The X-Class will fit the average covered or underground car park and it’s not excessively wide, either. Even the wheelbase is only 233mm (less than a foot) longer than a Land Rover Discovery. The main thing you’ve got to cope with is the 5340mm overall length, yet even that isn’t turning out to be the bugbear I thought it might be.

The Big X is only a few inches longer than the current crop of long-wheelbase luxury saloons (Jaguar’s XJ is typical at 5255mm). Even the turning circle’s just about okay.

The X-Class has a Nissan-Renault-sourced 2.3-litre four-cylinder engine that I reckoned might be a bit agricultural, but it’s a twin-turbo unit with 187bhp on tap, and at anything more than idle it’s torquey, commendably quiet and doesn’t vibrate more than any four-pot car.

In fact, one thing I’ve quickly come to depend on from the X-Class is smooth, quiet progress. The silky automatic ’box works perfectly with this engine, cruising like a saloon on motorways. It’ll even bolt quite well out of roundabouts if you insist, though acceleration times are modest.

The steering and handling take some getting used to. This is a body-on-frame machine, so there are body tremors over bumps you don’t expect at first. It’s light over the rear end, too, so even with the independent rear working well, there’s still an occasional tendency to wheel hop.

On the other hand, with such a long wheelbase, the X-Class does stay very flat. It rides bumps very quietly. The steering is light and there’s very little lost motion at the straight-ahead, but you can’t help thinking the capability of the rest of the chassis (it grips quite well and resists leaning) would benefit from faster steering around the centre.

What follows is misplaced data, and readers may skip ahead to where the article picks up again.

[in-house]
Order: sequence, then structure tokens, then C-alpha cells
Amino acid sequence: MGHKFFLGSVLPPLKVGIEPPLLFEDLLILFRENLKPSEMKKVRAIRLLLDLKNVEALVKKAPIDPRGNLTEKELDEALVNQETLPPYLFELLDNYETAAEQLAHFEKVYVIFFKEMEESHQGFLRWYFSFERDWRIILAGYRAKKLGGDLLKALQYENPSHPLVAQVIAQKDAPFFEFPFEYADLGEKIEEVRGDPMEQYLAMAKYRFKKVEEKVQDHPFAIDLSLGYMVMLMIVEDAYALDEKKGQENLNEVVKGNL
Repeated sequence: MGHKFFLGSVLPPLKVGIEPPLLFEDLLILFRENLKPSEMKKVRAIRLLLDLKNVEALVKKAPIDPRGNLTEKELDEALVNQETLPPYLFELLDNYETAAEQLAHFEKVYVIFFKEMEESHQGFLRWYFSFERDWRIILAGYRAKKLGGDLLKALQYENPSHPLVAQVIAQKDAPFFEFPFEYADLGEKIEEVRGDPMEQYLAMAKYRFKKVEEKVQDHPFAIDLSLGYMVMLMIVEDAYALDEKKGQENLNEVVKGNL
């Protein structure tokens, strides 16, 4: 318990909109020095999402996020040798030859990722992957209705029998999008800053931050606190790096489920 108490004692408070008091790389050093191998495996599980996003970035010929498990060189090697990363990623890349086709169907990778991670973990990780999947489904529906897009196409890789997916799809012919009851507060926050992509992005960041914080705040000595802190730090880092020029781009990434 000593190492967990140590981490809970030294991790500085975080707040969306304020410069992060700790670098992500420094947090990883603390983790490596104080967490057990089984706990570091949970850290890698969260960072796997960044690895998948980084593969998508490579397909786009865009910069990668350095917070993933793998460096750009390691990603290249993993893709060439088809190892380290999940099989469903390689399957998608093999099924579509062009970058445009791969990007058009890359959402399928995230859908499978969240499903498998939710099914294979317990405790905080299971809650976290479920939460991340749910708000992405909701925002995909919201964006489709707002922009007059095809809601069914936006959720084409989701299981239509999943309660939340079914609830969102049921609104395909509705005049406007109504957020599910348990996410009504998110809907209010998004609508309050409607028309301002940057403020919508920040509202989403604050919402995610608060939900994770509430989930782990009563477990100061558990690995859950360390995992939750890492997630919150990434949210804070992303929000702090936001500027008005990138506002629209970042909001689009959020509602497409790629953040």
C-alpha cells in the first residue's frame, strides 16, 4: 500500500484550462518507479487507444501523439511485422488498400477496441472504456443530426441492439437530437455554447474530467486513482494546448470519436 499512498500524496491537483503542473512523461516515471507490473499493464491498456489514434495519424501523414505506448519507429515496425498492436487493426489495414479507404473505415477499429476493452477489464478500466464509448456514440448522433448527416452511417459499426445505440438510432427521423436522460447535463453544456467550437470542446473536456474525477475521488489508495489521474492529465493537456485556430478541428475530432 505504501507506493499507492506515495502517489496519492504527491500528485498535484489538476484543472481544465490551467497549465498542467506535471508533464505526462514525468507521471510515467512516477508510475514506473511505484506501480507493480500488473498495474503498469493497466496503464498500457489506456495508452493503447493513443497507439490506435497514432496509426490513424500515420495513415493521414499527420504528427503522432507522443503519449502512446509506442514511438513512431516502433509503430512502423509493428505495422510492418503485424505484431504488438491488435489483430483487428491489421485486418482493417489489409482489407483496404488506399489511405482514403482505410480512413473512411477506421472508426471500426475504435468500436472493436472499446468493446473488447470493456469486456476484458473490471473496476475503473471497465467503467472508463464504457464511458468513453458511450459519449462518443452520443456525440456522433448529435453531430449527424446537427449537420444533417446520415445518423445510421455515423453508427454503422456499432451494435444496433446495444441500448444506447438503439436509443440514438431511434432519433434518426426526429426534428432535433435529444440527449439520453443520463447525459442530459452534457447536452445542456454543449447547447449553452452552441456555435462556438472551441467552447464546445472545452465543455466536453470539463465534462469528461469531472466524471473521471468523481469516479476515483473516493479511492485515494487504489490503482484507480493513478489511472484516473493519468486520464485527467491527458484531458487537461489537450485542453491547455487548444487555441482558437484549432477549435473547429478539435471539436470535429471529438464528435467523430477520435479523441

Driving my first 1000 miles in the X-Class has been an entirely pleasant experience, and easier than I expected, what with the decent driving characteristics, a 530-mile touring range, fuel consumption running around 36-38mpg and a quiet mechanical package.

The one thing I’m not yet used to is the feeling of going places in a vehicle that seems needlessly vast. But to judge by the number of my four-cab fellows on the road, I’ll soon get over it.

Second Opinion

It feels a bit vast for the parking spaces in the London street I live in. I don’t think I could own one for that reason alone. But it’s easier to drive than you think, and more pleasant, because it’s quiet. And I suspect we’ll use that inviting-looking load bay as a photographer’s shooting platform before too long…

Stan Papior

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Mercedes-Benz X-Class X250D 4MATIC specification

Specs: Price New £34,100 Price as tested: £39,780 Options: metallic paint £510, headliner £215, Comand infotainment £2225, Style package £1345, parking package with 360deg camera £915, winter package (inc heated seats) £340, towbar connections £130

Test Data: Engine 4cyl, 2,298cc, twin-turbocharged diesel Power 187bhp at 3750rpm Torque 295lb ft at 1500-2500rpm Top speed 109mph 0-62mph 11.8sec Claimed fuel economy 35.8mpg Test fuel economy 36.5mpg CO2 207g/km Faults None Expenses None

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Join the debate

Comments
12

14 June 2018

If you live on a farm, one of these would be perfect. For the rest of us... have a word with yourself.

15 June 2018
They're the best.

14 June 2018
Looking at the cutaway picture of the rear end of this vehicle .... why do journo's insist on regurgitating the press release? A live axle with coil springs and some additional locating links is still a live axle.